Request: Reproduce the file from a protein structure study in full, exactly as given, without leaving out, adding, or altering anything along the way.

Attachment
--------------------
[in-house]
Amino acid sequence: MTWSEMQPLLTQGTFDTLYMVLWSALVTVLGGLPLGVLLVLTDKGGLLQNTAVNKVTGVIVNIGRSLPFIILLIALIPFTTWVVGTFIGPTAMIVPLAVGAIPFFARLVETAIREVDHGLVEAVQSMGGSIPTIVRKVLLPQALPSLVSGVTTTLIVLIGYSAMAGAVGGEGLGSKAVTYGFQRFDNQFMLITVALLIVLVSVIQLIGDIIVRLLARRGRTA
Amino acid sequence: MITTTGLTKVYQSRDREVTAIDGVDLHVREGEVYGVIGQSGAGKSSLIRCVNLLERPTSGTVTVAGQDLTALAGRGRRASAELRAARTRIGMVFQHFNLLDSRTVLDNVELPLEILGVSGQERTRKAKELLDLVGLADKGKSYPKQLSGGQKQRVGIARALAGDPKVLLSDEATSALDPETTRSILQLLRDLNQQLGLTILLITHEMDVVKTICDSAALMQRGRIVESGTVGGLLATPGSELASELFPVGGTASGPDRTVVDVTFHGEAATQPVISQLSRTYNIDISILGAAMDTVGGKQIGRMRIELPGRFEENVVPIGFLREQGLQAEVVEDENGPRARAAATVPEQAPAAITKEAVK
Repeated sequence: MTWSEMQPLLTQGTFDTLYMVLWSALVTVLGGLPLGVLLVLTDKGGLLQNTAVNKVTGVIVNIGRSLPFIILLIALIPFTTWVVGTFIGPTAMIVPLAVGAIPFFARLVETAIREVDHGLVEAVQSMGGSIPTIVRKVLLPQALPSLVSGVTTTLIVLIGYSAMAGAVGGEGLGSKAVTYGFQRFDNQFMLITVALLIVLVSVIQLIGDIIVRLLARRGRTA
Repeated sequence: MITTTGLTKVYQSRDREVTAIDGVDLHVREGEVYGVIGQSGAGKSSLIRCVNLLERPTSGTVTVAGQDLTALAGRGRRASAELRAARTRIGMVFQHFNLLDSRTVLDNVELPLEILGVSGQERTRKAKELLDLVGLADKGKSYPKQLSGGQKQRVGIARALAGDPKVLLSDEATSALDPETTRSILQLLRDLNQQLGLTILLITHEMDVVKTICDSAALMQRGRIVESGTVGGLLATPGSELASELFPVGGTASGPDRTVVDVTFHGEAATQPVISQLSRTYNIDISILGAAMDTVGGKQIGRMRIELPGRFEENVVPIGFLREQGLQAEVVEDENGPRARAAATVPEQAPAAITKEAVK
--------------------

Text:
[in-house]
Amino acid sequence: MTWSEMQPLLTQGTFDTLYMVLWSALVTVLGGLPLGVLLVLTDKGGLLQNTAVNKVTGVIVNIGRSLPFIILLIALIPFTTWVVGTFIGPTAMIVPLAVGAIPFFARLVETAIREVDHGLVEAVQSMGGSIPTIVRKVLLPQALPSLVSGVTTTLIVLIGYSAMAGAVGGEGLGSKAVTYGFQRFDNQFMLITVALLIVLVSVIQLIGDIIVRLLARRGRTA
Amino acid sequence: MITTTGLTKVYQSRDREVTAIDGVDLHVREGEVYGVIGQSGAGKSSLIRCVNLLERPTSGTVTVAGQDLTALAGRGRRASAELRAARTRIGMVFQHFNLLDSRTVLDNVELPLEILGVSGQERTRKAKELLDLVGLADKGKSYPKQLSGGQKQRVGIARALAGDPKVLLSDEATSALDPETTRSILQLLRDLNQQLGLTILLITHEMDVVKTICDSAALMQRGRIVESGTVGGLLATPGSELASELFPVGGTASGPDRTVVDVTFHGEAATQPVISQLSRTYNIDISILGAAMDTVGGKQIGRMRIELPGRFEENVVPIGFLREQGLQAEVVEDENGPRARAAATVPEQAPAAITKEAVK
Repeated sequence: MTWSEMQPLLTQGTFDTLYMVLWSALVTVLGGLPLGVLLVLTDKGGLLQNTAVNKVTGVIVNIGRSLPFIILLIALIPFTTWVVGTFIGPTAMIVPLAVGAIPFFARLVETAIREVDHGLVEAVQSMGGSIPTIVRKVLLPQALPSLVSGVTTTLIVLIGYSAMAGAVGGEGLGSKAVTYGFQRFDNQFMLITVALLIVLVSVIQLIGDIIVRLLARRGRTA
Repeated sequence: MITTTGLTKVYQSRDREVTAIDGVDLHVREGEVYGVIGQSGAGKSSLIRCVNLLERPTSGTVTVAGQDLTALAGRGRRASAELRAARTRIGMVFQHFNLLDSRTVLDNVELPLEILGVSGQERTRKAKELLDLVGLADKGKSYPKQLSGGQKQRVGIARALAGDPKVLLSDEATSALDPETTRSILQLLRDLNQQLGLTILLITHEMDVVKTICDSAALMQRGRIVESGTVGGLLATPGSELASELFPVGGTASGPDRTVVDVTFHGEAATQPVISQLSRTYNIDISILGAAMDTVGGKQIGRMRIELPGRFEENVVPIGFLREQGLQAEVVEDENGPRARAAATVPEQAPAAITKEAVK